Intro: More than 24 times in the Gospels, Jesus invited people to follow him. Who did Jesus invite?
- The wealthy and powerful.
- The casual observer.
- The spiritual seekers.
- The religiously devoted.
Read Matthew 4:18-20
18 One day as Jesus was walking along the shore of the Sea of Galilee, he saw two brothers—Simon, also called Peter, and Andrew—throwing a net into the water, for they fished for a living. 19 Jesus called out to them, “Come, follow me, and I will show you how to fish for people!” 20 And they left their nets at once and followed him.
Note: Peter and Andrew knew Jesus. He had talked with them previously (John 1:35-42) and had been preaching in the area. They knew what kind of man he was.
Read Matthew 4:21-22
21 A little farther up the shore he saw two other brothers, James and John, sitting in a boat with their father, Zebedee, repairing their nets. And he called them to come, too. 22 They immediately followed him, leaving the boat and their father behind.
Note: Verse 22 says that they immediately followed him, no excuse.
Q: What excuses do we give God daily?
Side Note: When Jesus asks us to serve him, we must be like the disciples and do it at once.
Read Mark 1:16-20
16 One day as Jesus was walking along the shore of the Sea of Galilee, he saw Simon[a] and his brother Andrew throwing a net into the water, for they fished for a living. 17 Jesus called out to them, “Come, follow me, and I will show you how to fish for people!” 18 And they left their nets at once and followed him.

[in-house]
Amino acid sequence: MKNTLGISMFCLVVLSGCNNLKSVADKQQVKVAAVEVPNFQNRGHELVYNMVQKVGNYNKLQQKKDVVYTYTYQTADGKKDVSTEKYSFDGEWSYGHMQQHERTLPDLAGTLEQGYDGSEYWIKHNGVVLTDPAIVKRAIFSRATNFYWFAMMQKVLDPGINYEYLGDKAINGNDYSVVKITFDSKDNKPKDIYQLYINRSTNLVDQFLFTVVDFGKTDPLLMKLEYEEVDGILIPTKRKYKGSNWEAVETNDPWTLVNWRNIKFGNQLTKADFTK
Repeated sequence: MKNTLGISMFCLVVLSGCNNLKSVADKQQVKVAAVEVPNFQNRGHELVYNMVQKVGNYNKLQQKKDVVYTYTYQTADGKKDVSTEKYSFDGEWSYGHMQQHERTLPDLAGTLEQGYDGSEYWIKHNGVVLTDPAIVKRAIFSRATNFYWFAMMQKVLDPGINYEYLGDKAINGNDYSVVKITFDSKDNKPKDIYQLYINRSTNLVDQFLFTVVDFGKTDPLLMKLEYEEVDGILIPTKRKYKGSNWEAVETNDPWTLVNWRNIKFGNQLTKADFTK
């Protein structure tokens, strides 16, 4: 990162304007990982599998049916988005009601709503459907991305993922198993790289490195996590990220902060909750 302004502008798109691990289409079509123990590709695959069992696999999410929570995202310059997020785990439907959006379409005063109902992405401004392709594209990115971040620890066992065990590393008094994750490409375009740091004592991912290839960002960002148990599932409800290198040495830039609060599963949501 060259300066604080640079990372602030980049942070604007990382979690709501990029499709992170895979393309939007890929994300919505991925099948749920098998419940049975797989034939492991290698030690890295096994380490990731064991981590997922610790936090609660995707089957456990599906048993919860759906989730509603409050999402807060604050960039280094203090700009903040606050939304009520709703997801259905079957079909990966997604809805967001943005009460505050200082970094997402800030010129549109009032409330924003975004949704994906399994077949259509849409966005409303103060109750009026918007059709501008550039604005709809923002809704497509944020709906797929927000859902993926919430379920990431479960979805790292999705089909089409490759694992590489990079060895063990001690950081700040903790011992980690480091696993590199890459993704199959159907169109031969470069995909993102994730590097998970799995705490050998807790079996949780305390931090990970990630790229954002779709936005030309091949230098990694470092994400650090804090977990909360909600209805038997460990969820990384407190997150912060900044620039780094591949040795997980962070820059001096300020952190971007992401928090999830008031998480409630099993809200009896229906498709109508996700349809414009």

19 A little farther up the shore Jesus saw Zebedee’s sons, James and John, in a boat repairing their nets. 20 He called them at once, and they also followed him, leaving their father, Zebedee, in the boat with the hired men.
Note: The disciples were not men of great faith when they met Jesus.
Read Luke 5:1-11
One day as Jesus was preaching on the shore of the Sea of Galilee,[a]great crowds pressed in on him to listen to the word of God. 2 He noticed two empty boats at the water’s edge, for the fishermen had left them and were washing their nets. 3 Stepping into one of the boats, Jesus asked Simon,[b] its owner, to push it out into the water. So he sat in the boat and taught the crowds from there.
4 When he had finished speaking, he said to Simon, “Now go out where it is deeper, and let down your nets to catch some fish.”
5 “Master,” Simon replied, “we worked hard all last night and didn’t catch a thing. But if you say so, I’ll let the nets down again.” 6 And this time their nets were so full of fish they began to tear! 7 A shout for help brought their partners in the other boat, and soon both boats were filled with fish and on the verge of sinking.
8 When Simon Peter realized what had happened, he fell to his knees before Jesus and said, “Oh, Lord, please leave me—I’m such a sinful man.” 9 For he was awestruck by the number of fish they had caught, as were the others with him. 10 His partners, James and John, the sons of Zebedee, were also amazed.
Jesus replied to Simon, “Don’t be afraid! From now on you’ll be fishing for people!” 11 And as soon as they landed, they left everything and followed Jesus.
Q: What is Peter’s reaction to the fish?
- Realizes what Jesus has done.
- Realizes his own insignificance/sin.
Q: What did following Jesus equal?
- Leaving old life.
- Being trained by Jesus.
- Learning to obey Jesus (coming under his authority and leadership).
- Having a life that looked like his (character, priorities, and practices).
Who are you living for today?
What does it mean to follow Jesus today?
How can you refocus your relationship/walk with Christ in 2019?
John 3:17 – “God sent his Son into the world not to judge the world, but to save the world through him.” (NLT)
These are my notes from teaching this morning. I thought sharing them might be helpful.